An inconvenient almost royal romance – Elizabeth Cavendish and Charles Stuart, Earl of Lennox.

Arbella StuartElizabeth I is a monarch of notoriously dodgy temperament.  She was also prone to locking people up who got married without asking her permission first – Sir Walter Raleigh and Bess Throckmorton being a notable example as indeed were Ladies Katherine and Mary Grey when they married without their cousin’s approval.  It is perhaps not surprising then that when another scion of the Tudor family tree married on the quiet that there was repercussions.  Aside from Liz’s dodgy temper there was the fact that under the 1536 Act of Attainder it was necessary for people in line to the throne to acquire Royal Assent before marrying.  The fact that permission wasn’t usually given was, under the law, neither here nor there.

In the Autumn of 1574 Bess of Hardwick, wife of the earl of Shrewsbury, who was at that time entertaining Mary Queen of Scots as a long term “house guest” left Chatsworth where the Scottish queen was imprisoned and travelled to Rufford Abbey in Nottinghamshire.  Rufford had been acquired by Bess’s second husband, William Cavendish who had been rather heavily involved with the Dissolution of the Monasteries in 1536.

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Rufford Abbey was a very convenient place.  It was getting on for thirty miles away from Chatsworth and it was handily close to the Great North Road. Bess was on her way to meet an important guest.

The guest was Margaret Stuart, Countess of Lennox.  Her parents were Margaret Tudor, the eldest daughter of Henry VII, and Archibald Douglas, Earl of Angus.  She was Elizabeth’s cousin and in line to the English throne – apart from the fact that Henry VIII had excluded her because of her Catholicism.  There was also the small matter of Margaret Tudor’s complicated marital arrangements which had cast doubt upon Margaret Douglas’s legitimacy.  In any event Margaret having realised that her own claim to the throne was nothing but a dream had concentrated her ambition into her two sons by her husband Matthew Stewart, Earl of Lennox.  The older boy, Henry Stuart (don’t ask me about why Stewart/Stuart is spelled the way it is) had married Mary Queen of Scots and got himself murdered.  Given the link between Mary and Margaret as well as their shared Catholicism the English Privy Council had stipulated that Margaret should not come within thirty miles of either Chatsworth or Sheffield if Mary Queen of Scots was in residence.  They suspected plots. However, Margaret had been given permission to travel between her home in Hackney to her home in Yorkshire, Temple Newsam.  Permission had been granted for her to travel on 3 October 1574.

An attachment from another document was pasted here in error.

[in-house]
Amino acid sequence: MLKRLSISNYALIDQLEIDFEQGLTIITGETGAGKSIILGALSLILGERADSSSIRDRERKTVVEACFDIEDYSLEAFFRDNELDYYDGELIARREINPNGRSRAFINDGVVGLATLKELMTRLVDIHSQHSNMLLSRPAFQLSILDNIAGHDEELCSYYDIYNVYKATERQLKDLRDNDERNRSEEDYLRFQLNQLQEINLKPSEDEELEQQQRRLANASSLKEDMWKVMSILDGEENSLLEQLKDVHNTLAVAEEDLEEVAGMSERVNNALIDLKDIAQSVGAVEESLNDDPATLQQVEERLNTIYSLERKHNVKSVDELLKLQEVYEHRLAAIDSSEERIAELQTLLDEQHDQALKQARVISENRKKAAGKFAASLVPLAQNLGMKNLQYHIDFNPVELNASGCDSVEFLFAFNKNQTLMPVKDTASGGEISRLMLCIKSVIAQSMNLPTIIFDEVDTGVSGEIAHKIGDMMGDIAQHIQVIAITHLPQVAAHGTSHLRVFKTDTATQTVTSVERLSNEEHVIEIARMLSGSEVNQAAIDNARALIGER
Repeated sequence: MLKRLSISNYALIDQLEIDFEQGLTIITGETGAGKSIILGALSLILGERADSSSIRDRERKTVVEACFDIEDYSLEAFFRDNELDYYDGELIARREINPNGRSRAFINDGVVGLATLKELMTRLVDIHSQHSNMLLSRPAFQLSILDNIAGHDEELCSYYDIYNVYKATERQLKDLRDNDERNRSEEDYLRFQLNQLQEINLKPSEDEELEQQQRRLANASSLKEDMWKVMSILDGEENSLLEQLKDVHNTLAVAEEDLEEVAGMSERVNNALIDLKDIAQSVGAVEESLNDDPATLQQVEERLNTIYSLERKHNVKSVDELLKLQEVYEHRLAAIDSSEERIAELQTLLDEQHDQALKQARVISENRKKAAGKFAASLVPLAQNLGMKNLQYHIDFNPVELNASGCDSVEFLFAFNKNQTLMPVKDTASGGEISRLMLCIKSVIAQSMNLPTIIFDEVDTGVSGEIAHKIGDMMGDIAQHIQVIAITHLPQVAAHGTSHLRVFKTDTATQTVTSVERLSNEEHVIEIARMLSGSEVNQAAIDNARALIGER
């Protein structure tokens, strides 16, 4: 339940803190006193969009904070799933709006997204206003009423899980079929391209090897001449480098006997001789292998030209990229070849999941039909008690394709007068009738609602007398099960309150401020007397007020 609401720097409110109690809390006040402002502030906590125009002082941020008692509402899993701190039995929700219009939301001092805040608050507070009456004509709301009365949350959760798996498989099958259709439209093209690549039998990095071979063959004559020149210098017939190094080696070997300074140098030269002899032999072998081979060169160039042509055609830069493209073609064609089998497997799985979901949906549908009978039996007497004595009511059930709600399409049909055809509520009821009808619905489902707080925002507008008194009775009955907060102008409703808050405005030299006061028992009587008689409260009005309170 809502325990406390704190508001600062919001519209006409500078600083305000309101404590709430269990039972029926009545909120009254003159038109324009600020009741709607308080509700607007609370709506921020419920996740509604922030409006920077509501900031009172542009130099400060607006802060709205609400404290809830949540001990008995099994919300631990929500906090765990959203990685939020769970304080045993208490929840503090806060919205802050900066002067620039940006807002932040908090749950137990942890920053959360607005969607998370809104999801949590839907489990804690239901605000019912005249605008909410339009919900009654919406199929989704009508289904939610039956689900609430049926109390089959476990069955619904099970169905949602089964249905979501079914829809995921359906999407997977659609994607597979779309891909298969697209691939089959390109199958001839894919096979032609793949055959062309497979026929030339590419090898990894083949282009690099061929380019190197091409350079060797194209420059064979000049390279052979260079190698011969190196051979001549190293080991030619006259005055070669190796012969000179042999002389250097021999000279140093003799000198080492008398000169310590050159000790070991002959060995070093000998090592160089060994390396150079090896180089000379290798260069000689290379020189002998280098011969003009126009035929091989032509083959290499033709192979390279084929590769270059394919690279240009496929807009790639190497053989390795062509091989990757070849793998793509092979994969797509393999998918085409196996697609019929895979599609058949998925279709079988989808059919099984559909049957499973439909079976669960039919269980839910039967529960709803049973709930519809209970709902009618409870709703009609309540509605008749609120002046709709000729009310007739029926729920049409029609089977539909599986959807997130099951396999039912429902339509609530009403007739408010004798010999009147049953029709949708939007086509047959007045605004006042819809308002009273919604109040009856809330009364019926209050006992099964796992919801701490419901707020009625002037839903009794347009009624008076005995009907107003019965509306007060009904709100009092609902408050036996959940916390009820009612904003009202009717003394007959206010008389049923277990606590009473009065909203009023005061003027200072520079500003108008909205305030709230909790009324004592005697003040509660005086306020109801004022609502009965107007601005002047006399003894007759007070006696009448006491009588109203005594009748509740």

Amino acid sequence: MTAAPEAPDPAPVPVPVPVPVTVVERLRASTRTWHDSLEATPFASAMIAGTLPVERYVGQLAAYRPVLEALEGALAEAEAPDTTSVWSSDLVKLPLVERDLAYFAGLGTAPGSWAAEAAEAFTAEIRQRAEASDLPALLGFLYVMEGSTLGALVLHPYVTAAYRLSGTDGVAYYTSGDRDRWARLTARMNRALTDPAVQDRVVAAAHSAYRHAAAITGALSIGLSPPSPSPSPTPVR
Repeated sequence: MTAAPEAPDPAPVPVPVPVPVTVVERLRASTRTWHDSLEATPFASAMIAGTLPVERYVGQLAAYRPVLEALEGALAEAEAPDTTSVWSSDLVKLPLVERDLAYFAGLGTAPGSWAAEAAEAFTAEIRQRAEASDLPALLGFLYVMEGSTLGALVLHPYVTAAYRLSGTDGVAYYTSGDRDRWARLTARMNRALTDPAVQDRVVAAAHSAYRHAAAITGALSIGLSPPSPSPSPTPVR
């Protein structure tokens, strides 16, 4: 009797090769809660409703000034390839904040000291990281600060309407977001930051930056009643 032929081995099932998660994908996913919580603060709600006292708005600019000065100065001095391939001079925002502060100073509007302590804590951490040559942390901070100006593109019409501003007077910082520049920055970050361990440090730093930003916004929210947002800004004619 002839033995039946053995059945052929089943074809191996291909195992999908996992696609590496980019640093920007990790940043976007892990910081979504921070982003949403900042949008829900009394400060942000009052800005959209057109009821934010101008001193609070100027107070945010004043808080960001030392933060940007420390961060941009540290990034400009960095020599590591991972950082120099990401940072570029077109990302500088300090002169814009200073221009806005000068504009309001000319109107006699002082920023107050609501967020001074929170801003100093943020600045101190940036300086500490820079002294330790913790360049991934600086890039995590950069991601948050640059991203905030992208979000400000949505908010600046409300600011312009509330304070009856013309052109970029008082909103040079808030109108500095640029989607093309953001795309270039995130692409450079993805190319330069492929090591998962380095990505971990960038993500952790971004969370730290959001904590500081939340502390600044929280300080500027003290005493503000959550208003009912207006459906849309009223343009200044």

Mid October 1574 – Margaret began her journey north.  She broke her journey with a stay at the home of Katherine Bertie, Baroness Willoughby de Eresby.  Readers of the History Jar might recognise Katherine Bertie as Katherine Willoughby, the daughter of Catherine of Aragon’s loyal lady-in-waiting, Maria de Salinas.  She became the duchess of Suffolk when she married the widowed Charles Brandon, was a friend of Katherine Parr and has been identified by some historians as a perspective wife number seven for Henry VIII.  Margaret and Katherine Bertie had known each other since they were young women.  They had a friend in common – Bess of Hardwick had entertained Katherine when Katherine went to Buxton to take the waters in 1575 and she stayed at Chatsworth.  There had been some talk of Bess’s daughter Elizabeth Cavendish marrying Katherine’s son Peregrine Bertie.

charles stuart earl of lennox.jpgBess invited the Countess to stay at Rufford during her journey north. Travelling with Margaret was her other son  Charles Stuart.  He was nineteen at that time and already earl of Lennox – though not necessarily terribly wealthy.  For once this does not seem to have bothered Bess.

Margaret became unwell whilst staying in Rufford.  Bess cared for her guest personally.  After all Margaret was a Tudor even if both host and guest were countesses.

Elizabeth who had accompanied her mother and young Charles were left to their own devices.  The pair fell in love and got themselves firmly engaged.  Neither mother raised any objections.  In fact it appears that Bess smoothed the way.  She leant Margaret a large some of money and the fact that Elizabeth Cavendish had a dowry of £3000 probably helped.

– The Earl of Shrewsbury, who must have been horrified when he discovered what had been going on, wrote to Lord Burghley to inform him of his step-daughter’s secret marriage to Charles Stuart, Earl of  Lennox  at Rufford Abbey in Nottinghamshire without royal permission.